The inflammatory response is a process to activate the immune system caused by stimuli, including infection, which is mediated by multiple signal molecules produced by types of cells [37, 38]. Stimulated by LPS, the surface secretions of E. coli, BMECs reacted to inflammatory reaction and produced proinflammatory cytokines such as IL-1β, IL-6, and IL-8 [34, 39]. Previous literature has shown that these cytokines could interact with each other in cells, which results in tissue damage in mammary gland [40, 41]. It has been reported that the proinflammatory enzymes iNOS and COX-2, as well as the main activation product of the iNOS, play critical roles in mediating inflammation [42]. Abnormal production of them can lead to cell damage even tissue injury. In this study, our results indicated that LPS could lead to drastic increases of proinflammatory cytokines (TNF-α, IL-1β, IL-6, and IL-8) and inflammatory mediators (iNOS, COX-2, and NO) in the mammary tissue of mice and BMECs, which were consistent with previous reports. Both SeMet and Tau alone and in combination could significantly decrease these cytokines and mediators. Moreover, a much stronger decrease was observed after being treated by the combination of SeMet and Tau. The mammary epithelium plays a vital role in forming a physical and interactive barrier between the blood and milk [43]. Destruction of the blood–milk barrier aggravates bacterial infection and promotes the development of inflammation [44]. Xu et al. demonstrated that IL-1β induced blood-milk barrier damage in BMECs [45]. In this study, SeMet and Tau combination significantly LPS-induced apoptosis and cell cycle, which is consistent with the protective effects of sodium propionate on the blood-milk barrier integrity reported by Ali et al. [46].

Previous studies showed that mTOR usually play an important role in inflammatory response including negatively regulating LPS-induced inflammation in vitro as the downstream of the PI3K/Akt signaling pathway [4749]. The PI3K/Akt/mTOR signaling pathway is considered to be critical to cell growth, proliferation, and survival in mammalian cells, including mammary epithelial cells, and recently has also emerged to be involved in the regulation of inflammatory response [34, 50, 51]. Consistent with a previous report, in this study, we found that LPS markedly restrained the protein abundanceof PI3K, p-Akt, and p-mTOR in vitro and vivo, and then the cotreatment with Se and Tau reversed that. When BMECs were pretreated with the mTOR inhibitor Rapa, the combined protection of SeMet and Tau against LPS-stimulated inflammatory injury was abolished. PI3K, which is a key player in various cellular responses, triggers Akt, an intracellular serine/threonine kinase, then consequently activates mTOR [52]. When BMECs were pretreated with the PI3K inhibitor LY294002, PI3K protein abundance, p-Akt, and p-mTOR were all depressed, suggesting that mTOR was also downstream of the PI3K/Akt pathway in our study.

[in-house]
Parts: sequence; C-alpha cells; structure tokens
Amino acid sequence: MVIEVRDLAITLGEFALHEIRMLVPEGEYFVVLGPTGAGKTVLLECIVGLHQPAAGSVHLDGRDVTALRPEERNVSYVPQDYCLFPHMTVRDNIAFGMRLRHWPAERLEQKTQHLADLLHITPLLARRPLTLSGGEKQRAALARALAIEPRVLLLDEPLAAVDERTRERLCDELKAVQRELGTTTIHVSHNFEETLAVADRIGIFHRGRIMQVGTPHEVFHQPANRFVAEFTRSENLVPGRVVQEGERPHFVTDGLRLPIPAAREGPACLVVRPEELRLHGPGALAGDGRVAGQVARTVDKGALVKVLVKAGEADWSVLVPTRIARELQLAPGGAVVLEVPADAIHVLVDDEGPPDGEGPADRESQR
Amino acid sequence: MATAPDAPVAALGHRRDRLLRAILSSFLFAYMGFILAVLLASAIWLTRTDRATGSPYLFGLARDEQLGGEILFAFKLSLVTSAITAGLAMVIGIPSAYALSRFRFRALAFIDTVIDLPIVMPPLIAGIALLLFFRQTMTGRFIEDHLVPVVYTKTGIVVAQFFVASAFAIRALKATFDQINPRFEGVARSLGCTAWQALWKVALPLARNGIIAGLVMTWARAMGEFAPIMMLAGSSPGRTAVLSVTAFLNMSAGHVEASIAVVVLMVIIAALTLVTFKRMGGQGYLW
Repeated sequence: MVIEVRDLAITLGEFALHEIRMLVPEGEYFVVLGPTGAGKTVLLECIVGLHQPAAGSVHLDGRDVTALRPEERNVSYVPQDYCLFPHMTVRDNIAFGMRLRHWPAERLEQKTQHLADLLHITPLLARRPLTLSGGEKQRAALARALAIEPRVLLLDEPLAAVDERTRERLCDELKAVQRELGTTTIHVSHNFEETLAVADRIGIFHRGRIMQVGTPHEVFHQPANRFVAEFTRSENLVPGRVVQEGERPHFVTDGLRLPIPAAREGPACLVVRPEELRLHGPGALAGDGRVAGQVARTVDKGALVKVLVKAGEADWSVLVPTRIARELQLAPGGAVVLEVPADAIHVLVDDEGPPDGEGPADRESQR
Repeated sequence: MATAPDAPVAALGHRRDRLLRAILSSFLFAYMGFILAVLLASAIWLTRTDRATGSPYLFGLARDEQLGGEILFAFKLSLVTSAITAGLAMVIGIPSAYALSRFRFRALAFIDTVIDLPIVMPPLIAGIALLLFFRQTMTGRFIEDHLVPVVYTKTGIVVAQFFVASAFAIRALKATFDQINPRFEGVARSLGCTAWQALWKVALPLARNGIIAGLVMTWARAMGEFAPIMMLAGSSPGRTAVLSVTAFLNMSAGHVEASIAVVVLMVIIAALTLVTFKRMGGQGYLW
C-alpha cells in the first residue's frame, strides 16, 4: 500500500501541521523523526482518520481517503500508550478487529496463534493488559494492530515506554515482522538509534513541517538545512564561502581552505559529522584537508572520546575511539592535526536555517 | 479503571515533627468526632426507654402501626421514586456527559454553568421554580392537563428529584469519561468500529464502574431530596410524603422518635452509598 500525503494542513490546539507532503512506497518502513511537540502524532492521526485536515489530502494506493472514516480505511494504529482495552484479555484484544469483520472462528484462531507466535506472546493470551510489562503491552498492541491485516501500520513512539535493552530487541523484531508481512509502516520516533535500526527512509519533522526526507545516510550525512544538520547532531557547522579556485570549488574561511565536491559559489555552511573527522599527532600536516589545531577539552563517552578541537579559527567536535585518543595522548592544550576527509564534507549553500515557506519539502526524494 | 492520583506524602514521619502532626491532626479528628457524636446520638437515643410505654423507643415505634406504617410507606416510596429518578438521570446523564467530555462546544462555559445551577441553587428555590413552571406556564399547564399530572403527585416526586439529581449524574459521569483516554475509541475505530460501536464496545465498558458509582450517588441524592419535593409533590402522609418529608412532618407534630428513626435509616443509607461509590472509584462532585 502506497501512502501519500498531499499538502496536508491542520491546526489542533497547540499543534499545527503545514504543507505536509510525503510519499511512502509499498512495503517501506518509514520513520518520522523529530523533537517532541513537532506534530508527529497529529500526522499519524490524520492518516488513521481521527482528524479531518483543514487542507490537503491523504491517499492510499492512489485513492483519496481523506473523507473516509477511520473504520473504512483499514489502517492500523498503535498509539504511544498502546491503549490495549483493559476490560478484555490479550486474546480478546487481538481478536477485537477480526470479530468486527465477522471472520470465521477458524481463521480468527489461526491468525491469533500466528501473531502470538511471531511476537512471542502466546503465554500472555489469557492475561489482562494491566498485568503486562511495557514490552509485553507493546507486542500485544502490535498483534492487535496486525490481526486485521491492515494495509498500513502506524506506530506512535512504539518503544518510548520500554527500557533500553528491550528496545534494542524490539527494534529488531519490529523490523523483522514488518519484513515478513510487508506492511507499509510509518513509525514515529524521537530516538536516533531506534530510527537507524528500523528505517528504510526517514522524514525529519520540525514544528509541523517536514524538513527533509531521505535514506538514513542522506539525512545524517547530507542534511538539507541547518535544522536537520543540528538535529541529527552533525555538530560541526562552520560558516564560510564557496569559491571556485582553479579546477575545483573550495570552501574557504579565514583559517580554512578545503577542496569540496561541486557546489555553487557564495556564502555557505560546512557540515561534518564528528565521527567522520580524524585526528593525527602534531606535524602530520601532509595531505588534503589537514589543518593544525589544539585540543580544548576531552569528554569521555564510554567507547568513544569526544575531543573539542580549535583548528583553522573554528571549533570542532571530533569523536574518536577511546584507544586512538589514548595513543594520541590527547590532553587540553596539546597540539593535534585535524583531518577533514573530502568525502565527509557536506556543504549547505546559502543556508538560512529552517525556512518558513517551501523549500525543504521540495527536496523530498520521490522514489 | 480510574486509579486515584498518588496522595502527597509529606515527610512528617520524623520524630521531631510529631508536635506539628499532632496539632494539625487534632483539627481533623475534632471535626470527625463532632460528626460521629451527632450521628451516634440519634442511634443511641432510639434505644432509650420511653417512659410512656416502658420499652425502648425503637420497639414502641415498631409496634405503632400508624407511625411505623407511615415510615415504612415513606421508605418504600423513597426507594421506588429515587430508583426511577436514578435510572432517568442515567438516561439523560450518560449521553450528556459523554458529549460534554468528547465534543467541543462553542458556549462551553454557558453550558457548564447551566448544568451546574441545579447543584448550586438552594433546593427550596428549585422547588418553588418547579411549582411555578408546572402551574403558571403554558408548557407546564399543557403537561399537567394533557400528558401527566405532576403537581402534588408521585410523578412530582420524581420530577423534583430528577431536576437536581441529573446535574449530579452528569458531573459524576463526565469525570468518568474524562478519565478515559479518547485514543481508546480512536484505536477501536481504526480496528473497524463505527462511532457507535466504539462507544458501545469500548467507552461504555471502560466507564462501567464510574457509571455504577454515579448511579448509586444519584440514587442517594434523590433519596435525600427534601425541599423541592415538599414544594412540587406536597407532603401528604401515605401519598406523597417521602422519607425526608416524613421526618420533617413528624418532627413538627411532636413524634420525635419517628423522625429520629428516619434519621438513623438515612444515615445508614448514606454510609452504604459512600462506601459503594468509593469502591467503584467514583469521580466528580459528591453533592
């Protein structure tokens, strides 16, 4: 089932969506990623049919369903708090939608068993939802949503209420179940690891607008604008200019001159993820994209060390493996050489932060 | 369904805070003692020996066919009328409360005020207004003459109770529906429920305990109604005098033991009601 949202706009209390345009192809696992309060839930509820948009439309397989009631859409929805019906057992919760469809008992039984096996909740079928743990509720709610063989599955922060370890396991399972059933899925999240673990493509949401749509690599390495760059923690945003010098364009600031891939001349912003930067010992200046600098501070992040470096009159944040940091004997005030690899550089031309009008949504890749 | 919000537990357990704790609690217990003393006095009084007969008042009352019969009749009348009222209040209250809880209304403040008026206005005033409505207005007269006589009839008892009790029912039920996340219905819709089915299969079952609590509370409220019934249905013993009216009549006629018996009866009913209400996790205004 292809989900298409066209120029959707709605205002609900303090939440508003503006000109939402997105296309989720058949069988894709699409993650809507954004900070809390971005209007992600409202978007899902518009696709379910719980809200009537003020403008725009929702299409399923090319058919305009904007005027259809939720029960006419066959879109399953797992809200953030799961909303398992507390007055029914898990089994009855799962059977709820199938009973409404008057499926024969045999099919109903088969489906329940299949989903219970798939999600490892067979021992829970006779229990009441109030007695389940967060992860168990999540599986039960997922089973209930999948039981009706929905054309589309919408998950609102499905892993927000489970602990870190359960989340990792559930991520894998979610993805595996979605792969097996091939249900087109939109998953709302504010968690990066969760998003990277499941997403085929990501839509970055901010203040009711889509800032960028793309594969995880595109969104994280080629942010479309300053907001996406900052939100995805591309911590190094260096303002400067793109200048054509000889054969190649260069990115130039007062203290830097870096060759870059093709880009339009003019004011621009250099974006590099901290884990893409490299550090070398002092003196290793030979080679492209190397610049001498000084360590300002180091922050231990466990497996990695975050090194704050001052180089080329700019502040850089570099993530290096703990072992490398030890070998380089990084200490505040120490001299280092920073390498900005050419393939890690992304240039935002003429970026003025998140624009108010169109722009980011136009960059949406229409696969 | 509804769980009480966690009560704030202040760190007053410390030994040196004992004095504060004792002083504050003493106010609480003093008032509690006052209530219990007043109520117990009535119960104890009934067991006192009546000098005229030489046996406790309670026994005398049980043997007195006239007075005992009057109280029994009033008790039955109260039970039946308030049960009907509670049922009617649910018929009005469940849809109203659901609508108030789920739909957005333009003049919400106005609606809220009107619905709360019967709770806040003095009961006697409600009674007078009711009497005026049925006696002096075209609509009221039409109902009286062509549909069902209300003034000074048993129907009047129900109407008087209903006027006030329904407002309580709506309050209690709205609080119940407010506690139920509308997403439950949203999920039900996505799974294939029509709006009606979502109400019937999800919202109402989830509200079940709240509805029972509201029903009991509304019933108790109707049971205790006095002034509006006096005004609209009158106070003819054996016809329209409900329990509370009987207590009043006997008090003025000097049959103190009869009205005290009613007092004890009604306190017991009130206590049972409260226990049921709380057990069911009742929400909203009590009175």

Relationships between oxidative stress, apoptosis, and inflammation have been documented by many authors. Current studies have proved the importance of excessive ROS in inducing various cell apoptosis by the damage of lipids, proteins, and DNA in cells [53, 54]. Our study demonstrated that the increase of ROS participated in LPS-induced apoptosis of BMECs, which was consistent with a previous study [46, 55]. Moreover, excessive generation of ROS and the deficiency of antioxidants can result in the occurrence of oxidative stress which contributes to cell inflammation by inducing several signal molecules [38]. The accumulation of ROS could inhibit expression of PI3K [56]. We found the combination of SeMet and Tau significantly eliminated the ROS and inhibited the LPS-induced mammary inflammatory injury but was abolished by ROS agonist, suggesting that elimination of ROS by SeMet and Tau in combination and Tau was responsible for the inhibition of PI3K.

All the experiments indicated that treatment of Se or Tau alone could attenuate LPS-stimulated mammary inflammatory damage in vitro and vivo, and the effects of combined treatment of Se and Tau were better. In addition, Se and Tau in combination played a beneficial role via activating PI3K/Akt/mTOR signaling pathway, and the activation of the pathway was mainly attributed to the elimination of ROS by Se and Tau in combination. Our works proved that it was feasible to prevent dairy cow mastitis by the combined application of Se and Tau in theory.


BMECs:Bovine mammary epithelial cells
NO:Nitric oxide
PVDF:Polyvinylidene difluoride
iNOS:Inducible nitric oxide synthase
SDS-PAGE:Sodium dodecyl sulfate-polyacrylamide gel electrophoresis
SOD:Superoxide dismutase
T-AOC:Total antioxidant capacity
ROS:Reactive oxygen species.

Data Availability

The data used to support the findings of this study are included within the article.

Ethical Approval

All experimental procedures were performed according to the guidelines for the care and use of laboratory animals from the National Research Council and with the approval of the Animal Care and Use Committee of Nanjing Agricultural University (Certification NJAU.No20200303092), China.

Conflicts of Interest

The authors declare that they have no competing interests.

Authors’ Contributions

DL, JL, and WH participated in data collection and analysis. DL and JL drafted the manuscript. DL, JL, and KH conducted the research and interpreted the results. All authors read and approved the final manuscript.


This work was funded by the National Key Research and Development Plan of China (2016YFD0501203), the National Natural Science Foundation of China (32072926), and the Priority Academic Program Development of Jiangsu Higher Education Institutions (Jiangsu, China).

Supplementary Materials

Figure S1: detection of the epithelial origin and purity of the BMECs by immunofluorescence for cytokeratin 18. All results are presented as the (). (Supplementary Materials)